The European Commission should swiftly suspend the import of Canadian horsemeat to the EU given serious traceability and food safety concerns, warns Dr Joanna Swabe.
Dr Joanna Swabe is the Executive Director for Humane Society International/Europe.
As the horsemeat fraud scandal fades in the collective memory of EU consumers and politicians alike, another horsemeat scandal refuses to go away despite continued health risks posed to EU consumers and concerns over animal welfare.
Each year, tens of thousands of horses from the US, where there is a minimal regulatory burden with regard to veterinary medical recordkeeping, are transported to Canada for slaughter for human consumption. These animals have not been raised for food production, but have been instead kept for companionship, recreation or sport. They endure long stretches of travel to the slaughterhouse without adequate veterinary care, food or water.
Their meat is then exported primarily to France and Belgium to be sold and distributed across the EU. It is a lucrative trade in horsemeat that revolves around a reservoir of cheap horses and comes with health risks and animal welfare concerns.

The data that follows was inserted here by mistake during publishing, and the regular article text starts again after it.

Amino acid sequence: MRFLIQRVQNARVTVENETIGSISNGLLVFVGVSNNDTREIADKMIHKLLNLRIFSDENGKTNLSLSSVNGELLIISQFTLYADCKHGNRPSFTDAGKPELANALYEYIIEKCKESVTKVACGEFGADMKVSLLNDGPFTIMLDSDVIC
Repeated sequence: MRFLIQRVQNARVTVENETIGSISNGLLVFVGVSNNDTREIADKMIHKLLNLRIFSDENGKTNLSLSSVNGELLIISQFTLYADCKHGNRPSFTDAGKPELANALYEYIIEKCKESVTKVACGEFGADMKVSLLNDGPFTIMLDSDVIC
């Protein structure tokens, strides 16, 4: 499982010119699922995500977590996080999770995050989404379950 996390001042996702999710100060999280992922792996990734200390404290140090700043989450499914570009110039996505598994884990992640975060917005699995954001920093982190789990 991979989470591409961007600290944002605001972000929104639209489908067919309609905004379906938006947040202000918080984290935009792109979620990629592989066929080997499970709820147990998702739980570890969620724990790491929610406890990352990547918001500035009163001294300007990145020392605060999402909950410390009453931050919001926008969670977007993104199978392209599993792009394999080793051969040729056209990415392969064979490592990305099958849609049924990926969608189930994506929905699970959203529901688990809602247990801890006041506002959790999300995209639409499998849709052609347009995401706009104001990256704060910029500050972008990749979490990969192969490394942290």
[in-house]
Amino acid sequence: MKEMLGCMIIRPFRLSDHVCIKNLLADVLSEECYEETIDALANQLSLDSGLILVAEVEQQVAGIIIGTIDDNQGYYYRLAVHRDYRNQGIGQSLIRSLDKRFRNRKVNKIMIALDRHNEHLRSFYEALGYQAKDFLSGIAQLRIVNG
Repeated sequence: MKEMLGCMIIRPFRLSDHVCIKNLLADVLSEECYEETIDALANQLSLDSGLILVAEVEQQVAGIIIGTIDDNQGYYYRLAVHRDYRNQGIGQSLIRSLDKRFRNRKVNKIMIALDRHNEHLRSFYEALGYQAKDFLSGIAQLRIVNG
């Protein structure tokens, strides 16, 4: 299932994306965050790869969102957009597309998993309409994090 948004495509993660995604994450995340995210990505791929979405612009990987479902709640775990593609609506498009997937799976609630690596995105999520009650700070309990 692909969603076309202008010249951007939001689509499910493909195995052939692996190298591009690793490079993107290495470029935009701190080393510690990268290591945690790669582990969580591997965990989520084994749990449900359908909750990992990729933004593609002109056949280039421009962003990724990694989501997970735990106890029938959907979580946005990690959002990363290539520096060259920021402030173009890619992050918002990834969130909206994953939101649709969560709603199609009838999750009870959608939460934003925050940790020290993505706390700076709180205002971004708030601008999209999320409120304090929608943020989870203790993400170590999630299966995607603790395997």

Last spring, a long awaited Food and Veterinary Office (FVO) audit of the Canadian horsemeat industry once again confirmed Humane Society International/Europe’s serious concerns about the reliability of the controls over both Canadian and US horses destined for slaughter and export to the EU. Previous FVO audits had highlighted serious veterinary recordkeeping deficits leading us to repeatedly warn the Commission that it cannot be guaranteed that horses have not been treated with substances banned for use in food animals.